This means the average asset size of an MP works out to be more than Rs.5crores! Going by this again, I wonder why should they be paid as what difference that little money that they get in the name of salary, make to them! And worse, our MPs on an average make nine times the national poverty level which is again too high compared to the US or the UK, where they are just five and three times respectively. In the US, Senators are not allowed to earn more than 15 per cent from outside of their Congressional salary while in India, the average asset value of MPs is found to have increased by a staggering 300 per cent over the last term! In Germany, the elected federal members get enough remuneration to ensure their basics, while Switzerland parliamentarians do not get any salary but just paid leaves from their employers on the days of parliament session. MPs in Mexico can’t practice any profession and be office-bearers of any political party. As I said earlier, though it might sound utopian, but politics was and should be meant for individuals willing to participate with just public serving spirit! Till the time this remains an utopian dream, at least they should not be paid. Observing people has always been an abiding passion for me. So one day, I sat beside a scenic boulevard, enjoying the morning air to take a shot at this enigma. I strained my eyes, and the first person to cross my line of vision was a reporter who stood in front of a camera and was very animatedly speaking to it. Then an elderly person in a black suit driving a car caught my eye. He was a judge, I realised. After which my eyes were greeted by a very well known businessman in a rush to beat time. And the endless stream of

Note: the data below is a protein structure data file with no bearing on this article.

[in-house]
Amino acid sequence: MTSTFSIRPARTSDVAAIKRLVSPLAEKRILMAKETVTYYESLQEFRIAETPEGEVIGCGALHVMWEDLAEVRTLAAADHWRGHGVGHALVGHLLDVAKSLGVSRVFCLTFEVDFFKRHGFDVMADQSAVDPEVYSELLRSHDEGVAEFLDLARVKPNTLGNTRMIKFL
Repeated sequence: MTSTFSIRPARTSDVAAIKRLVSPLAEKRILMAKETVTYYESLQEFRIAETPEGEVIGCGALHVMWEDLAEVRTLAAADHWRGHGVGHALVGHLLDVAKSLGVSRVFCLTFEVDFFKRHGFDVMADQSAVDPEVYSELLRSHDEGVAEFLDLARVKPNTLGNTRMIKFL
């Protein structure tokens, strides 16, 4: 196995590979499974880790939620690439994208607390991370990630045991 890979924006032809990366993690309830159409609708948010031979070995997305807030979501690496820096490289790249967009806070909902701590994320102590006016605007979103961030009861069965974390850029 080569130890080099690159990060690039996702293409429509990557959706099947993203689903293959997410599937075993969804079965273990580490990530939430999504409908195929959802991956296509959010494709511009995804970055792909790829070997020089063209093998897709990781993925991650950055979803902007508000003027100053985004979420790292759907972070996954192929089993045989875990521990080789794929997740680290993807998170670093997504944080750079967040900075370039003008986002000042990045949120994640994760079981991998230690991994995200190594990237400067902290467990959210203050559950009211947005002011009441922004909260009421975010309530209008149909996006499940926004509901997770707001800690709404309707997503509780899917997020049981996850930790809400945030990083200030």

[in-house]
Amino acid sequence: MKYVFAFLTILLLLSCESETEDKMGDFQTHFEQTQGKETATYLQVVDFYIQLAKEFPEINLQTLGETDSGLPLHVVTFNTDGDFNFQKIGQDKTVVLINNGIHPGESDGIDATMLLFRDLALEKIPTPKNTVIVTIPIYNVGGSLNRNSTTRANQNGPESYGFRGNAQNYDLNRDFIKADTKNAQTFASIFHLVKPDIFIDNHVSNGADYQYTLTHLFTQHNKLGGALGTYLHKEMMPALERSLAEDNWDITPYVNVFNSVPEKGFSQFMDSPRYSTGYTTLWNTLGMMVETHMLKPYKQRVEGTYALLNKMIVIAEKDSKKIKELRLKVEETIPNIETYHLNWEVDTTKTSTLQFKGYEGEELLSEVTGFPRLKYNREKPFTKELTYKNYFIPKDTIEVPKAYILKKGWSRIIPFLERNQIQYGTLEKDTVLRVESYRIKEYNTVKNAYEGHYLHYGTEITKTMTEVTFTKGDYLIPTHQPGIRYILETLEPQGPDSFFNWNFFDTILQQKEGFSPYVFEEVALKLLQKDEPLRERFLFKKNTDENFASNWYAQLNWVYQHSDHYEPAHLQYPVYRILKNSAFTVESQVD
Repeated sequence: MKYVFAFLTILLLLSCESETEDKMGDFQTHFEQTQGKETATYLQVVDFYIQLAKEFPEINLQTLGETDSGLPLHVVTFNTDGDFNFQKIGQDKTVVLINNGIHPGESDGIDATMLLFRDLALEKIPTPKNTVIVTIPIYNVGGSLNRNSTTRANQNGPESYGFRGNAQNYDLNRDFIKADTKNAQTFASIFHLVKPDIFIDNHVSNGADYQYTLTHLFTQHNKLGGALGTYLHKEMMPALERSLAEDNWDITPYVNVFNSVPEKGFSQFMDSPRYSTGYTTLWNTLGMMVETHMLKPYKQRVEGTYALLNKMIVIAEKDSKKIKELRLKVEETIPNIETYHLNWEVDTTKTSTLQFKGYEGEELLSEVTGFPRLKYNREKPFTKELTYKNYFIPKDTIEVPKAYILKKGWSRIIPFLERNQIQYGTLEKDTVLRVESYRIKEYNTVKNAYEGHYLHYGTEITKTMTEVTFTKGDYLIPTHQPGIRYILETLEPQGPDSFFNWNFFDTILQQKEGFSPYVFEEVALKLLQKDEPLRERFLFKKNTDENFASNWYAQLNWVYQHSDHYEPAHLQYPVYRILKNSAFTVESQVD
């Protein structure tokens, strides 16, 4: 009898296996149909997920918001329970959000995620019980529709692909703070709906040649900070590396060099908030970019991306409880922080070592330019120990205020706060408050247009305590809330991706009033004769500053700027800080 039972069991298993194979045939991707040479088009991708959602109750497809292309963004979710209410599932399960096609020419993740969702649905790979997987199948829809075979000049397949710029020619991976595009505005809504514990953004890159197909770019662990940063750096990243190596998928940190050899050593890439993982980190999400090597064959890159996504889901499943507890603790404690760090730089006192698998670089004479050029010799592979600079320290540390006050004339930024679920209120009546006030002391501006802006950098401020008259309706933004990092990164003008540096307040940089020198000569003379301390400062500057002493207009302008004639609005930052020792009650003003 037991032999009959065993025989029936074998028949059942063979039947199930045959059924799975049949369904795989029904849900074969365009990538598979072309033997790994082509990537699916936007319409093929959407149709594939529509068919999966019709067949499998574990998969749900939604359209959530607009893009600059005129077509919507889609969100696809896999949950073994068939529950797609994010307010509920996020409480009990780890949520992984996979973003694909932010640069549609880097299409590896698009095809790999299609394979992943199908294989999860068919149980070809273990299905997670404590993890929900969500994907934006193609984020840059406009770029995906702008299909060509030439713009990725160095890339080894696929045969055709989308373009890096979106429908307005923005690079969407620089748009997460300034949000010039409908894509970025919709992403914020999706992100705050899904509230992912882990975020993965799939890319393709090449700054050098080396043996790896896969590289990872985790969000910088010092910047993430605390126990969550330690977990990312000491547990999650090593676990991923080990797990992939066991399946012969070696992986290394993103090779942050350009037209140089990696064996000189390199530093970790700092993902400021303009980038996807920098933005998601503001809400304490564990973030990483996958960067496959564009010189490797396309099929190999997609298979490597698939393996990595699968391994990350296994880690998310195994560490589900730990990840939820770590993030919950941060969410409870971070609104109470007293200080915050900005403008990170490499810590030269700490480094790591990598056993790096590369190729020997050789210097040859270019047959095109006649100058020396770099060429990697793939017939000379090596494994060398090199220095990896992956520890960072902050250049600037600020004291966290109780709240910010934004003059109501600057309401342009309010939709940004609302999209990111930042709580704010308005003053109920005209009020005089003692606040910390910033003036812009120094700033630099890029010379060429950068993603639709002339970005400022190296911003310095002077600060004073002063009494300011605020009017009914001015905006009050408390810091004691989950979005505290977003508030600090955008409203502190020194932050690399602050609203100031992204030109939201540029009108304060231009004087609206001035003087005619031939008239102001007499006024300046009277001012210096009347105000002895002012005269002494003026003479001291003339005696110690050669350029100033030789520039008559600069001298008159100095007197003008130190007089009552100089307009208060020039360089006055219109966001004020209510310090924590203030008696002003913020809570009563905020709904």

passers by streamed in and out of my sight from time to time as I sat there, but these three became special. To say that this highly common sight, of a media person with a camera, had little meaning for me would be a lie. India’s future rests in the hands of these men. The media is something without which the people would lose their right to expression and deprived of the fun of give thrashing to an incumbent government every now and then, reminding them that this great country is after all a democracy. Likweise, there are the businessmen, without whom a majority of us Indians would be left unemployed, something that would lead to the financial collapse of the country. After all, pundits say that the largest portion of the GDP pie has come from investments in the private sector, especially in the service segment of business and of course, there is the judiciary, without whose iron fisted discipline; India would be crippled by crime and sink into a mire of lawlessness. I am human and drawing comparisons is a human nature. Which of them is of the most importance? The answer came from the multitudes spread across the boulevard. Aha! Politicians, hoodwinkers, conmen, and similar synonyms to describe the same entity. A smile broke across my face. It faded as soon it had come. I hesitated. Was it cynicism which made me smile or was it just my sheer helplessness? I found no answer. Despite the current scenario, I have - ironically - some regard for politicians. I believe that eventually they would be pioneers of the great Indian Revolution to take it to lead the world. On my journey back, my mind was kept occupied by these thoughts: why do I regard Indian politicians, despite penetrating clearly seeing through their fade. The Nehru-Gandhi family has been carrying the beacon of Indian politics ever since India became independent, barring a few years here and there. Even before them, Mahatma Gandhi had been an ideal politician for me. He was young, dynamic, assertive and decisive. He took our nation to new heights. Come Indira Gandhi, albeit not from the Gandhi but Nehru stock and India entered the global arena, fighting and winning a war and liberating Bangladesh, leading the non-aligned movement. Her son Rajiv is a household name even in the remotest villages. Now we see sparks of brilliance in Rahul Gandhi whose talks little and works most of the time, following his grandmother's advice. Politicians are after all the spine of the democracy we take pride in. They voice the people’s needs. If only we had a better designed democracy, we wouldn’t be maimed by vote bank politics as we are now. Stained by corruption, politics is in a ditch today, from where there is no way out unless it claws it’s way back to what it was meant to be. The answer my friend is blowing in the wind. It’s we who have to answer for the fall of Indian politics. Young India has to carry the torch and lead. The one dimensional, money-making thought process is an